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Re: OT hypercube (was: Con-other)

From:Mark J. Reed <markjreed@...>
Date:Saturday, May 31, 2008, 11:59
On Sat, May 31, 2008 at 4:42 AM, Eugene Oh <un.doing@...> wrote:
> I think the harder thing is not so much imagining the shape on a macro > scale, but trying to piece together in your brain how to map "edges" of > cubes to "faces" of tesseracts.
Well, sure. But it's more the other way around... a cube has squares connected by edges; a tesseract has cubes connected by squares. :) My sophomore year in college I had a roommate (another computer geek) who had written a basic program to display a projection of an N-dimensional cube for N up to 7 (the limit came from the BASIC language's limit on array subscripts). You could turn perspective on or off, and rotate the figure arbitrarily in its space before the projection (hypercubes rotate around planes, instead of lines, and there are six such planar "axes").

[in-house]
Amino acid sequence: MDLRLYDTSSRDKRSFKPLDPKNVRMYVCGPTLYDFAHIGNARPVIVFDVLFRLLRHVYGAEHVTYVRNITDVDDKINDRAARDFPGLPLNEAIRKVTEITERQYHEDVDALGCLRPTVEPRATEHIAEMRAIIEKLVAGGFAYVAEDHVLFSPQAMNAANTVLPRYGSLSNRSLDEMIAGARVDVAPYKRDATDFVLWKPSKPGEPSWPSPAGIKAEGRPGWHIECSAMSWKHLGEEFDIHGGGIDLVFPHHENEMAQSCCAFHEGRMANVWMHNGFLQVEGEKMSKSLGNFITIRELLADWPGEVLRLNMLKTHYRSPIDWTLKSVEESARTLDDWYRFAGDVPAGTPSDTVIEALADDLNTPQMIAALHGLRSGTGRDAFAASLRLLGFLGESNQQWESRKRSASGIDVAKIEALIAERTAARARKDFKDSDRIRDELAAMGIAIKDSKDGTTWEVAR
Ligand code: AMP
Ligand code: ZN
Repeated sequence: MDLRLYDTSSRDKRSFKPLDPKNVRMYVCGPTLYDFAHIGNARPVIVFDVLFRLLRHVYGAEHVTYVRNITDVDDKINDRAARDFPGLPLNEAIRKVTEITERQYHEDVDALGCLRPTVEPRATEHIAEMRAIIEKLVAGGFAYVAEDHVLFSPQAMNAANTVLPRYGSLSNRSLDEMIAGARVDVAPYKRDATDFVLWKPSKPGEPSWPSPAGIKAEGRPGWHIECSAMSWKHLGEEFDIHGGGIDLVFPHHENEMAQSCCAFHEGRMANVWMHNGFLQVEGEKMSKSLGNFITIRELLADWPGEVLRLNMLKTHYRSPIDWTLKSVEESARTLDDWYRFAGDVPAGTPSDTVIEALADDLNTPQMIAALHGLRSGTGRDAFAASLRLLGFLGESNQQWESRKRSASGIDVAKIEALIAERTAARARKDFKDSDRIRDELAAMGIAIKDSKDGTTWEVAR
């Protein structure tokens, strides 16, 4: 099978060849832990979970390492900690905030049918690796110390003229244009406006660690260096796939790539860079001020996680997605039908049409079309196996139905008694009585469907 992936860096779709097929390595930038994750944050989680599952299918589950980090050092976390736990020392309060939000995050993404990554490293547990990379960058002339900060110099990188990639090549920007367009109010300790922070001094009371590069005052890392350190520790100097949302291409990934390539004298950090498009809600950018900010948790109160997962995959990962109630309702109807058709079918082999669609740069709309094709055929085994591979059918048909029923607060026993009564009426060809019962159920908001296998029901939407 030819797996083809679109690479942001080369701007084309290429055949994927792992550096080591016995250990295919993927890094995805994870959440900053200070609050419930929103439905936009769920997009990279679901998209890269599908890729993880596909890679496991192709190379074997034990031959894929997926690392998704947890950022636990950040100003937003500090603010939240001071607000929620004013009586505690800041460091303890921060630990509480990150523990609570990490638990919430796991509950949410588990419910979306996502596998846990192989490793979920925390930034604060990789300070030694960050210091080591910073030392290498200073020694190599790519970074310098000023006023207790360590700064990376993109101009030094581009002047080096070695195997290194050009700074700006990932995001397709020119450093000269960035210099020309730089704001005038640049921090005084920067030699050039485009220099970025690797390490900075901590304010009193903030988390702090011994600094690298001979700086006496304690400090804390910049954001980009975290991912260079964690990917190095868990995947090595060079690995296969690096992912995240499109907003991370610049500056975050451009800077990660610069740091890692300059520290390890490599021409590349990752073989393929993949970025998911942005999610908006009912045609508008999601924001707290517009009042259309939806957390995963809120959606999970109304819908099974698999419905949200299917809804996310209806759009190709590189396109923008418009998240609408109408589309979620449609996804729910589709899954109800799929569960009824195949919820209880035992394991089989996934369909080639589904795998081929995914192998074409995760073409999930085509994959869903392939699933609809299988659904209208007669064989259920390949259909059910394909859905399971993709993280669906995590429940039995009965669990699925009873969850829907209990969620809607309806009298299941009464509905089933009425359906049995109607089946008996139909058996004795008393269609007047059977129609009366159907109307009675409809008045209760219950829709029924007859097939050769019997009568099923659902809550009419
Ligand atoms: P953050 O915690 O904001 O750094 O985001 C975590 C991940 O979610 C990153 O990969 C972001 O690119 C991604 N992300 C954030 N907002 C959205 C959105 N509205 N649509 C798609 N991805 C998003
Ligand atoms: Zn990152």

> I've always been fascinated by talk of dimensions, at least since primary > school (when I was, say, 9) when my teacher offhandedly mentioned them.
For me, and many of my peers, it was _A_Wrinkle_in_Time_, which involved "tessering" as a means of transportation. With a completely unsatisfying explanation, math/physicswise, but it did get me hooked on the higher-dimension concept.
> As I grew older I started getting skeptical about the > whole concept of dimensions, because, my reasoning went, no matter how small > you make a point, it still occupies volume.
Well, modern physics believes that the universe has many higher physical dimensions; they're just very small. That is, our 4-d spacetime is like a piece of paper in 3-d space - it's really 3-dimensional, but it seems 2-dimensional because it's so thin. -- Mark J. Reed <markjreed@...>


Eugene Oh <un.doing@...>
Lars Mathiesen <thorinn@...>